• [Obtaining, by SET, home information - that could not otherwise have been obtained without going into people's houses] - constitutes a search.

The subject of this sentence is a clause. We can break it down like this:

• Verb: Obtaining
• Object: home information that could not otherwise have been obtained without going into people's houses

The Object is a long noun phrase. The head of the phrase is the noun information.
There is a relative clause modifying our understanding of the information:

• that could not otherwise have been obtained without going into people's houses

The greyed relative clause

This greyed relative clause is difficult to understand. It has a double negative in it. It also has the word otherwise, which introduces a conditional idea.

The double negative is cause by using the words not and without in the same phrase. If we use not without in a sentence, it has the same meaning as only with or only by. Consider the following sentence:

• I can't open it without a key

This has the same meaning as :

• I can only open it with a key.

Similarly the following pairs of sentences mean the same thing:

• I don't drink coffee without milk = I only drink coffee with milk.
• You can't make an omelet without breaking eggs = You can only make an omelet by breaking eggs.

So the greyed relative clause here means:

• that could only otherwise have been obtained by going into people's homes.

The word otherwise means "without X". There is no grammatical rule to tell us what X is in a sentence. We need to understand from the context. In this sentence X means sense-enhancing technology. The word otherwise can go after the auxiliary verb. We need to put the preposition phrase without sense-enhancing technology at the beginning or end of the clause. So the relative clause means:

• that, without sense-enhancing technology, could only have been obtained by going into people's homes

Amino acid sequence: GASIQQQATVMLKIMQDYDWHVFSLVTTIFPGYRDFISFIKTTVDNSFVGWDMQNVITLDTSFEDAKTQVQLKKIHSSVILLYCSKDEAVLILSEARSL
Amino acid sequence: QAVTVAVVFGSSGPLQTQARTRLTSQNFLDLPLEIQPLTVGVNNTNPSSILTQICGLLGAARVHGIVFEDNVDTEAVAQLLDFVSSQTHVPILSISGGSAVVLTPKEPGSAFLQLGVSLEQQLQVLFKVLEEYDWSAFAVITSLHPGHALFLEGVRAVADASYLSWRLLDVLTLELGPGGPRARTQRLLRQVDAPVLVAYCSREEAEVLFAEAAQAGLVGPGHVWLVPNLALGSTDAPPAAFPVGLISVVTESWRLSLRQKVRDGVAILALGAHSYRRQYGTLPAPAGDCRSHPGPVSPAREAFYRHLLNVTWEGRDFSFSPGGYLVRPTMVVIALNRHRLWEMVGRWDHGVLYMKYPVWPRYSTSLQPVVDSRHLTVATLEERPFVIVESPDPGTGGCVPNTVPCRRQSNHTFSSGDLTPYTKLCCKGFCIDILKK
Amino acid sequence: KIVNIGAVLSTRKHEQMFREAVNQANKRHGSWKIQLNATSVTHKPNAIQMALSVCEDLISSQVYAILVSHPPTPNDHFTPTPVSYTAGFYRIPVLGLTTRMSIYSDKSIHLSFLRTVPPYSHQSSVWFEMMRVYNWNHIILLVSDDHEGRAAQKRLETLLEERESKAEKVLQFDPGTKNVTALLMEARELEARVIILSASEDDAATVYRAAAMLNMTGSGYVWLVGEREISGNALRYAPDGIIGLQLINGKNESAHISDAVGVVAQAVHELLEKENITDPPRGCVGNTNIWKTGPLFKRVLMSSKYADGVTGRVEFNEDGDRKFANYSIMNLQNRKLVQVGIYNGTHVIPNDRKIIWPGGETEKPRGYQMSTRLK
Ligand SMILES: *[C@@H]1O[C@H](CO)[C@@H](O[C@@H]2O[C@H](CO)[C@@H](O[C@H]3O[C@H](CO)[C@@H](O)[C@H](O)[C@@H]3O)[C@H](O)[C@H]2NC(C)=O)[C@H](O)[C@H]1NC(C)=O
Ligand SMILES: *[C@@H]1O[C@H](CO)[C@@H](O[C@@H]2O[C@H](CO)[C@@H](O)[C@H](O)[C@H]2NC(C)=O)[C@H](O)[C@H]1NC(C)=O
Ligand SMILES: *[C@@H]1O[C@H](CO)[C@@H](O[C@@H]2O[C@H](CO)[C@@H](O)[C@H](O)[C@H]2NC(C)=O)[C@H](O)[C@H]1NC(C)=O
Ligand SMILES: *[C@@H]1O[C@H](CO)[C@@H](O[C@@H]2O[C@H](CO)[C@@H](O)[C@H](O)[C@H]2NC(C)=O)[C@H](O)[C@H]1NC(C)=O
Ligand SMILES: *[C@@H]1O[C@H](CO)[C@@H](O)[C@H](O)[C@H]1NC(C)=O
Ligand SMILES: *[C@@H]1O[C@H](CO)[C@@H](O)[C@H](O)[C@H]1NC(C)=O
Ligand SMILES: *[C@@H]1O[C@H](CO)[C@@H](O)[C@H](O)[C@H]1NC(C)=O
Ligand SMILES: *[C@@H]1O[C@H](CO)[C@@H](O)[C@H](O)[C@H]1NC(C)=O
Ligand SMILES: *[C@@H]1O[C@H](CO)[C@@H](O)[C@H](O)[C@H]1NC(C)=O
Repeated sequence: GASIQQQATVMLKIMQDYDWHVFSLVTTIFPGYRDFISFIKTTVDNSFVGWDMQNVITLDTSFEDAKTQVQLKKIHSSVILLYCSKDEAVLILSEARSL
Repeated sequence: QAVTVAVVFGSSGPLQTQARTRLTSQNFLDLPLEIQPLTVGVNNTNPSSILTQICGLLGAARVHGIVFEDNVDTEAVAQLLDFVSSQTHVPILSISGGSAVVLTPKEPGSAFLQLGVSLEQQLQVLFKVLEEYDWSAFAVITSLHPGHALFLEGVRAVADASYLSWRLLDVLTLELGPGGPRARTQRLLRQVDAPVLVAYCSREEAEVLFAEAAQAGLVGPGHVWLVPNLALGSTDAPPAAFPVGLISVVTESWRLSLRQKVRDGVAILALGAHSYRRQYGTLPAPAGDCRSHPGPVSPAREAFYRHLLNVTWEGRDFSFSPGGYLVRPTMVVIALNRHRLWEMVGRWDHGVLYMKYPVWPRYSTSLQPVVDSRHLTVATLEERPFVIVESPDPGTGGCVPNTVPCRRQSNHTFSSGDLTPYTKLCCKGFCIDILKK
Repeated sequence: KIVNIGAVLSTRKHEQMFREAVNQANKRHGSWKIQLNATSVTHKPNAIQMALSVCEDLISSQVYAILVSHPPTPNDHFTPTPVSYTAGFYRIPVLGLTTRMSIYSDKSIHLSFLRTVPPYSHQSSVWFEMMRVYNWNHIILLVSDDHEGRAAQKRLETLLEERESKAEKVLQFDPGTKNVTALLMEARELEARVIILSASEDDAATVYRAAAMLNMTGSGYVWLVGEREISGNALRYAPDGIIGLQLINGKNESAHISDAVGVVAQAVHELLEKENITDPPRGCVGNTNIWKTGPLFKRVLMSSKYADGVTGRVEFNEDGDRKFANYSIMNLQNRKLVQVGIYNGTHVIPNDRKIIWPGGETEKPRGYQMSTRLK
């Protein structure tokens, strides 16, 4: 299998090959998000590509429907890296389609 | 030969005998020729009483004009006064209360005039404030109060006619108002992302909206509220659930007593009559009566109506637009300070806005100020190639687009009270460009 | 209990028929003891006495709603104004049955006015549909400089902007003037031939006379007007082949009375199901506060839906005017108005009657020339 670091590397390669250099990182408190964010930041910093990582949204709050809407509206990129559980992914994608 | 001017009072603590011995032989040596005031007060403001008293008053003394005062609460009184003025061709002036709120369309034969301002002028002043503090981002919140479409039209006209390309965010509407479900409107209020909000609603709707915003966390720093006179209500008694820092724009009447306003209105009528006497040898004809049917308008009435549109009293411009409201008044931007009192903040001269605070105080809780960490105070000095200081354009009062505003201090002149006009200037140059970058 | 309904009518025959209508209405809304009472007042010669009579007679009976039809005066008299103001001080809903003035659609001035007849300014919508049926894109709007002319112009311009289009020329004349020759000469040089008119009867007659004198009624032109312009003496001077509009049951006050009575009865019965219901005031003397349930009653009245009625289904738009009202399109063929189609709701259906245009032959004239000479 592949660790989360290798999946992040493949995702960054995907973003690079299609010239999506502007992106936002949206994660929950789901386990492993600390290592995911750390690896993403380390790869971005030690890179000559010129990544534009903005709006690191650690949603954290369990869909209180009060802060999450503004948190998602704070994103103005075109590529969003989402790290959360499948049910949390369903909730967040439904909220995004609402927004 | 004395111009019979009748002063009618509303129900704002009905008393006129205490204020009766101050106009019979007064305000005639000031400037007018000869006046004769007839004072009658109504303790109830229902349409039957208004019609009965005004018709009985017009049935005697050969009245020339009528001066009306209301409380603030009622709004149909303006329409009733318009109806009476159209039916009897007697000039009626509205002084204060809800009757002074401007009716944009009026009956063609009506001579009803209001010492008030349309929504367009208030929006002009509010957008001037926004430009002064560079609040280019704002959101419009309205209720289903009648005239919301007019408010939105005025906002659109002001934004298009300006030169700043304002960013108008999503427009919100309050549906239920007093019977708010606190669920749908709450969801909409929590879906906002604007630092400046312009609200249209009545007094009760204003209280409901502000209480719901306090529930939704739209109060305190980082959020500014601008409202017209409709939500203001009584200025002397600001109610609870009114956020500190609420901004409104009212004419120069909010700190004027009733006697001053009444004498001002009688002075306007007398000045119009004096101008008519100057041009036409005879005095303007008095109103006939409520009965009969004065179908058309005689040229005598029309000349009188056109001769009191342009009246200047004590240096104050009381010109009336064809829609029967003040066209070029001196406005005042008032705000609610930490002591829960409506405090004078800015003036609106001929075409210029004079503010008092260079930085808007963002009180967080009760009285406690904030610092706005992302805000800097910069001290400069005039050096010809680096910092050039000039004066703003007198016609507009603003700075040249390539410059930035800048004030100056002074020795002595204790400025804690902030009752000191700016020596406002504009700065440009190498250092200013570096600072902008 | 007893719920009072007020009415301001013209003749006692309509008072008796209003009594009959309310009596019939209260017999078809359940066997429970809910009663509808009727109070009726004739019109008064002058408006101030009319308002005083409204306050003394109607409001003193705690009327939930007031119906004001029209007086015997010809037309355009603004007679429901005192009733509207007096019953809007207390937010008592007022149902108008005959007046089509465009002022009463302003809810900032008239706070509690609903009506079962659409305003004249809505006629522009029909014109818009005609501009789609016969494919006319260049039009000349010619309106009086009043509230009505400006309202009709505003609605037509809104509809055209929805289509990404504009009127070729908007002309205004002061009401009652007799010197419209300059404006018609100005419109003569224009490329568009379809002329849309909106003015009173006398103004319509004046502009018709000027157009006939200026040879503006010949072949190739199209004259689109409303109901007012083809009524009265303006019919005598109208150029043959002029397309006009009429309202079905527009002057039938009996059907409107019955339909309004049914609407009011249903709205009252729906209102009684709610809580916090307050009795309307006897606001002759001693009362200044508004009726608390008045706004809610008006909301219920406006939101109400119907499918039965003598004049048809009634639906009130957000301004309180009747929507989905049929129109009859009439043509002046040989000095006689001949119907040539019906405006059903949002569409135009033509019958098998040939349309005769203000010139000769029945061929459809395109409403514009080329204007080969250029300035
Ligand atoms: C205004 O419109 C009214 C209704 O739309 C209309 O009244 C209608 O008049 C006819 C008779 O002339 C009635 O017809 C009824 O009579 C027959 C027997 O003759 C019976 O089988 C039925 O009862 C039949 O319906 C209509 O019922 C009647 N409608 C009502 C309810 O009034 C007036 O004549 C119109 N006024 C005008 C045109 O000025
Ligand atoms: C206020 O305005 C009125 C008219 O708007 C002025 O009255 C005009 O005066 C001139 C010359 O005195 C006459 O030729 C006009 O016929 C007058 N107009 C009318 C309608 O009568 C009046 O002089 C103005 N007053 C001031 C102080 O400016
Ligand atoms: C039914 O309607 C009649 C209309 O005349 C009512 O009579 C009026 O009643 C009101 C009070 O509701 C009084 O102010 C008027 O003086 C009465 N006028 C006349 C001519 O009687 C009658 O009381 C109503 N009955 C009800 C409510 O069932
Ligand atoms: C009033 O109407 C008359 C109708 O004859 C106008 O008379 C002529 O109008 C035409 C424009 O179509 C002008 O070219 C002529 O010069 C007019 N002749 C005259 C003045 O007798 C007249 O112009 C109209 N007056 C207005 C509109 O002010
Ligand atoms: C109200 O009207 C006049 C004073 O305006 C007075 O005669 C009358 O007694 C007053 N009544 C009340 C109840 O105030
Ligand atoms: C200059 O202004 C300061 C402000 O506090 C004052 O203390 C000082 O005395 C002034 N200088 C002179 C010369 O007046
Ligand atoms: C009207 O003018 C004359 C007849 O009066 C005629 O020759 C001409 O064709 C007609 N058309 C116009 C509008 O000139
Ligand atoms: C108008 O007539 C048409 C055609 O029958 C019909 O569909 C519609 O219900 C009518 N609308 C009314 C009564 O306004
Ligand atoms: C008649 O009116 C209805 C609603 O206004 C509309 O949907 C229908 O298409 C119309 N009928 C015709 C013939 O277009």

The sentence

The whole sentence therefore means:

• Obtaining, by SET, home information - which without SET could only have been obtained by going into people's homes - constitutes a search.

That bit at the front is a bit clunky. The phrase Obtaining by SET just means Using SET to get. Let's see how that reads:

Using SET to get home information - which without SET could only have been obtained by going into people's homes - constitutes a search.

This should be a bit more straightforward to understand. The OP asks whether these three negations not, otherwise and without cancel each other out. The answer is almost, but not quite. Not not usually cancels itself out in standard English.
So I do not not drink coffee just means I do drink coffee.
However, not without still gives an extra meaning. It still gives the meaning only with.
So I don't drink coffee without milk doesn't just mean that I drink coffee with milk. It means I only drink coffee with milk. The only meaning in the original example is crucial. The authors' point is that when the police use SET to get private information about peoples homes, this is a breach because this information can usually only be obtained by searching people's houses. Now, if there were other ways of getting this information apart from going into people's houses, then using SET in this way would not constitute a search. So the fact that a physical search is the only other method is crucial here. The otherwise is not canceled out either. It is an adjunct and does not change the polarity of the main sentence.

4

To answer the title, the bolded phrase could be recast as
[4.] "that could only have otherwise been obtained with".
The meaning being conveyed is that the information in question could only be obtained in one of two ways: 1) "physical intrusion" (PI) and 2) "sense-enhancing technology" (SET). The purpose, presumably, is to make the case that the same constitutional protections that apply to 1) should also be applied to 2), because they serve the same practical function.

Neither of your reparsings are exactly correct. #2 is not an incorrect statement (sorry for the double negative), but is not equivalent to the original statement because it does not eliminate the possibility of there being other methods of obtaining the information in question. That is to say, the information could be gained by PI or SET, but also by other means.

Likewise for #3, which has the same meaning as #2. Between #2 and #3, the "otherwise" is redundant: it is implied by the fact that SET is not the same as PI.

However, "otherwise" is necessary in the original statement (and my reparsing 4 above). otherwise means 'without SET'. Without otherwise, the statement would be technically nonsensical. It makes no sense to say (roughly):